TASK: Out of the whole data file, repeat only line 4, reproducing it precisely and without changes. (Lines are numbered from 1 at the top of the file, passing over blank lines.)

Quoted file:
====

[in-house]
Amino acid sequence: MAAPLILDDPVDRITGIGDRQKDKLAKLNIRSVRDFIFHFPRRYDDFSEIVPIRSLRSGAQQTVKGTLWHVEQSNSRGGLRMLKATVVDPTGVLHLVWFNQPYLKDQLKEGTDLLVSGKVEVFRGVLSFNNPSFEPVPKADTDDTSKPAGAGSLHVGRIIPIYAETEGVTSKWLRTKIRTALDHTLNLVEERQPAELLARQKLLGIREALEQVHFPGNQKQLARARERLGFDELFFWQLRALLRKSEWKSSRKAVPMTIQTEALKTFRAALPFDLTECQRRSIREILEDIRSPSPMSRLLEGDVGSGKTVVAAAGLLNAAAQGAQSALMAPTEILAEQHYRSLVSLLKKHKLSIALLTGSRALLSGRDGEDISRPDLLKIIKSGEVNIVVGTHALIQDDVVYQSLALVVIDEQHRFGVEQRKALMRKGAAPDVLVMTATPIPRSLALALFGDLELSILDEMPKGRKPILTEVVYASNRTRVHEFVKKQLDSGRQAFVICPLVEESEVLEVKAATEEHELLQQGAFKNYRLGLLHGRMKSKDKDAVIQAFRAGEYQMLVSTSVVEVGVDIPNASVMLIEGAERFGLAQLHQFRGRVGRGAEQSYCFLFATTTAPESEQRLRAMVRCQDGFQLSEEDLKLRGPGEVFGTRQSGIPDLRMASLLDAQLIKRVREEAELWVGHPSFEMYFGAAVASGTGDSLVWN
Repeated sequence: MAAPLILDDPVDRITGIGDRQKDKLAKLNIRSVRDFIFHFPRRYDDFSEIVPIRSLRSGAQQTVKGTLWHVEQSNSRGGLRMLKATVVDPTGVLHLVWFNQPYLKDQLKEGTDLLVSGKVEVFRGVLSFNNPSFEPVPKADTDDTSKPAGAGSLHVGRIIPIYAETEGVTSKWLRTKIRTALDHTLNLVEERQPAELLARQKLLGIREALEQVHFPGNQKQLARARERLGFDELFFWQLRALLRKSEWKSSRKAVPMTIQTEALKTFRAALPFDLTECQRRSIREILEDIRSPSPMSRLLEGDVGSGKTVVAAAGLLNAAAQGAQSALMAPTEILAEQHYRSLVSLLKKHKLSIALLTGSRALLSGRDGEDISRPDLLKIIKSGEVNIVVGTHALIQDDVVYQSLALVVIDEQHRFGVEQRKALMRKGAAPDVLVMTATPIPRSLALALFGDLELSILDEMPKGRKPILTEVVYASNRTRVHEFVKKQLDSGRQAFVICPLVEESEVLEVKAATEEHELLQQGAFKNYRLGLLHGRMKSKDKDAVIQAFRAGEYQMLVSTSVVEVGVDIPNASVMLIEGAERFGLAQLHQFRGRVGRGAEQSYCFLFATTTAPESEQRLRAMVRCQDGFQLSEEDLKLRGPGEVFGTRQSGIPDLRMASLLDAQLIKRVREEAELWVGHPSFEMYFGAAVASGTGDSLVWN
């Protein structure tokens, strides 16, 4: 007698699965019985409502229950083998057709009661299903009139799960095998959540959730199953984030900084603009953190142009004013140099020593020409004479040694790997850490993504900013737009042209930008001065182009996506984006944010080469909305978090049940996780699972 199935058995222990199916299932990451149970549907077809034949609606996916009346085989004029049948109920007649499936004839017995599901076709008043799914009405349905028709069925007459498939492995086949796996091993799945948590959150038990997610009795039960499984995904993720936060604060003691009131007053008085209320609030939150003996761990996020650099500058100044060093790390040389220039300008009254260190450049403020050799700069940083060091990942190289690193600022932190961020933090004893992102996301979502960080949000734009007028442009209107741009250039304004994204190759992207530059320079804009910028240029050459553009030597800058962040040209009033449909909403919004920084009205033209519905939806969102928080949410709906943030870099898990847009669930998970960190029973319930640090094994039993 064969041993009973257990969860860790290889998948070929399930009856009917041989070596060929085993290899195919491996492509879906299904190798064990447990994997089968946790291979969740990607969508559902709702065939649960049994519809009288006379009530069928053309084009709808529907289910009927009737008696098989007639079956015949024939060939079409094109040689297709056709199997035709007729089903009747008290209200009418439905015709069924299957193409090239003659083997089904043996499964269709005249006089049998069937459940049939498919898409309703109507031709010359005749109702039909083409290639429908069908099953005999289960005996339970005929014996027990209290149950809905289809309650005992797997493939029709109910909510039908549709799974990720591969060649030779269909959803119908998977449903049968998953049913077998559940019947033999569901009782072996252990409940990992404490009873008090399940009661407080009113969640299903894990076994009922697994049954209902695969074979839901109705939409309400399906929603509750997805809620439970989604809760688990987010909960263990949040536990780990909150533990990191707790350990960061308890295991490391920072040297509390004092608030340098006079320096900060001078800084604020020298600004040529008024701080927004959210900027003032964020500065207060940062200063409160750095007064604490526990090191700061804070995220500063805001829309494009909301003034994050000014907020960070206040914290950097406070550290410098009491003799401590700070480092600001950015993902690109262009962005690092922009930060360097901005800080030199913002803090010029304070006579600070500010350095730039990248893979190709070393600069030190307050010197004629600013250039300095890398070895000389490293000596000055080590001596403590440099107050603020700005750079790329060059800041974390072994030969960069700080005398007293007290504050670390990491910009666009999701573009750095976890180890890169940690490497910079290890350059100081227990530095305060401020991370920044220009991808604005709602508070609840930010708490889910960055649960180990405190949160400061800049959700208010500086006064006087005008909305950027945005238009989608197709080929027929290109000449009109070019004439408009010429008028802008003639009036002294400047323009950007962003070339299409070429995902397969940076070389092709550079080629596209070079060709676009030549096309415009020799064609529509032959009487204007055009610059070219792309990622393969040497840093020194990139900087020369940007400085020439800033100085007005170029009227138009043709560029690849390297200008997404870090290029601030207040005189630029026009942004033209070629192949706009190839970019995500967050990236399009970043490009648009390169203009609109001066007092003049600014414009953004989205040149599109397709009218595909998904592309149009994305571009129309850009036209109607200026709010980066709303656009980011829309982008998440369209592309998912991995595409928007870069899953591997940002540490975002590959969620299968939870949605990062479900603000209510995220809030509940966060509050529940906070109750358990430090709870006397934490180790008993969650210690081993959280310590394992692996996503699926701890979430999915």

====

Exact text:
């Protein structure tokens, strides 16, 4: 007698699965019985409502229950083998057709009661299903009139799960095998959540959730199953984030900084603009953190142009004013140099020593020409004479040694790997850490993504900013737009042209930008001065182009996506984006944010080469909305978090049940996780699972 199935058995222990199916299932990451149970549907077809034949609606996916009346085989004029049948109920007649499936004839017995599901076709008043799914009405349905028709069925007459498939492995086949796996091993799945948590959150038990997610009795039960499984995904993720936060604060003691009131007053008085209320609030939150003996761990996020650099500058100044060093790390040389220039300008009254260190450049403020050799700069940083060091990942190289690193600022932190961020933090004893992102996301979502960080949000734009007028442009209107741009250039304004994204190759992207530059320079804009910028240029050459553009030597800058962040040209009033449909909403919004920084009205033209519905939806969102928080949410709906943030870099898990847009669930998970960190029973319930640090094994039993 064969041993009973257990969860860790290889998948070929399930009856009917041989070596060929085993290899195919491996492509879906299904190798064990447990994997089968946790291979969740990607969508559902709702065939649960049994519809009288006379009530069928053309084009709808529907289910009927009737008696098989007639079956015949024939060939079409094109040689297709056709199997035709007729089903009747008290209200009418439905015709069924299957193409090239003659083997089904043996499964269709005249006089049998069937459940049939498919898409309703109507031709010359005749109702039909083409290639429908069908099953005999289960005996339970005929014996027990209290149950809905289809309650005992797997493939029709109910909510039908549709799974990720591969060649030779269909959803119908998977449903049968998953049913077998559940019947033999569901009782072996252990409940990992404490009873008090399940009661407080009113969640299903894990076994009922697994049954209902695969074979839901109705939409309400399906929603509750997805809620439970989604809760688990987010909960263990949040536990780990909150533990990191707790350990960061308890295991490391920072040297509390004092608030340098006079320096900060001078800084604020020298600004040529008024701080927004959210900027003032964020500065207060940062200063409160750095007064604490526990090191700061804070995220500063805001829309494009909301003034994050000014907020960070206040914290950097406070550290410098009491003799401590700070480092600001950015993902690109262009962005690092922009930060360097901005800080030199913002803090010029304070006579600070500010350095730039990248893979190709070393600069030190307050010197004629600013250039300095890398070895000389490293000596000055080590001596403590440099107050603020700005750079790329060059800041974390072994030969960069700080005398007293007290504050670390990491910009666009999701573009750095976890180890890169940690490497910079290890350059100081227990530095305060401020991370920044220009991808604005709602508070609840930010708490889910960055649960180990405190949160400061800049959700208010500086006064006087005008909305950027945005238009989608197709080929027929290109000449009109070019004439408009010429008028802008003639009036002294400047323009950007962003070339299409070429995902397969940076070389092709550079080629596209070079060709676009030549096309415009020799064609529509032959009487204007055009610059070219792309990622393969040497840093020194990139900087020369940007400085020439800033100085007005170029009227138009043709560029690849390297200008997404870090290029601030207040005189630029026009942004033209070629192949706009190839970019995500967050990236399009970043490009648009390169203009609109001066007092003049600014414009953004989205040149599109397709009218595909998904592309149009994305571009129309850009036209109607200026709010980066709303656009980011829309982008998440369209592309998912991995595409928007870069899953591997940002540490975002590959969620299968939870949605990062479900603000209510995220809030509940966060509050529940906070109750358990430090709870006397934490180790008993969650210690081993959280310590394992692996996503699926701890979430999915």